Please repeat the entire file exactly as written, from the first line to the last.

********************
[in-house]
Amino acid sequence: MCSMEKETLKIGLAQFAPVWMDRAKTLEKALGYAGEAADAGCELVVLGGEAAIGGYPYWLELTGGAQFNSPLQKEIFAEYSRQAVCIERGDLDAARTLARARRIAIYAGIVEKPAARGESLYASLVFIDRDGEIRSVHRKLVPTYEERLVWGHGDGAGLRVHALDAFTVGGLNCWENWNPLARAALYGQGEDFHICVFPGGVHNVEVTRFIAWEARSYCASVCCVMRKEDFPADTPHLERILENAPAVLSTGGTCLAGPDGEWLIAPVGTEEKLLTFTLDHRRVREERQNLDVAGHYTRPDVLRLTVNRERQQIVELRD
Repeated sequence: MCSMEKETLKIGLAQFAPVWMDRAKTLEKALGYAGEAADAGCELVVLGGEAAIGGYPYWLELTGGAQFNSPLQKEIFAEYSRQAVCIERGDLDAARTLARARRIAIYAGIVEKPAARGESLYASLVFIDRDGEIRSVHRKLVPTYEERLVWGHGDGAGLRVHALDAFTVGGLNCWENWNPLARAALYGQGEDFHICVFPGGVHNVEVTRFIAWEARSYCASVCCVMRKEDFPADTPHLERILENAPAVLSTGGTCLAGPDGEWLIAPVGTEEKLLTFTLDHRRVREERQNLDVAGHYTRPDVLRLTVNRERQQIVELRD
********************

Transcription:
[in-house]
Amino acid sequence: MCSMEKETLKIGLAQFAPVWMDRAKTLEKALGYAGEAADAGCELVVLGGEAAIGGYPYWLELTGGAQFNSPLQKEIFAEYSRQAVCIERGDLDAARTLARARRIAIYAGIVEKPAARGESLYASLVFIDRDGEIRSVHRKLVPTYEERLVWGHGDGAGLRVHALDAFTVGGLNCWENWNPLARAALYGQGEDFHICVFPGGVHNVEVTRFIAWEARSYCASVCCVMRKEDFPADTPHLERILENAPAVLSTGGTCLAGPDGEWLIAPVGTEEKLLTFTLDHRRVREERQNLDVAGHYTRPDVLRLTVNRERQQIVELRD
Repeated sequence: MCSMEKETLKIGLAQFAPVWMDRAKTLEKALGYAGEAADAGCELVVLGGEAAIGGYPYWLELTGGAQFNSPLQKEIFAEYSRQAVCIERGDLDAARTLARARRIAIYAGIVEKPAARGESLYASLVFIDRDGEIRSVHRKLVPTYEERLVWGHGDGAGLRVHALDAFTVGGLNCWENWNPLARAALYGQGEDFHICVFPGGVHNVEVTRFIAWEARSYCASVCCVMRKEDFPADTPHLERILENAPAVLSTGGTCLAGPDGEWLIAPVGTEEKLLTFTLDHRRVREERQNLDVAGHYTRPDVLRLTVNRERQQIVELRD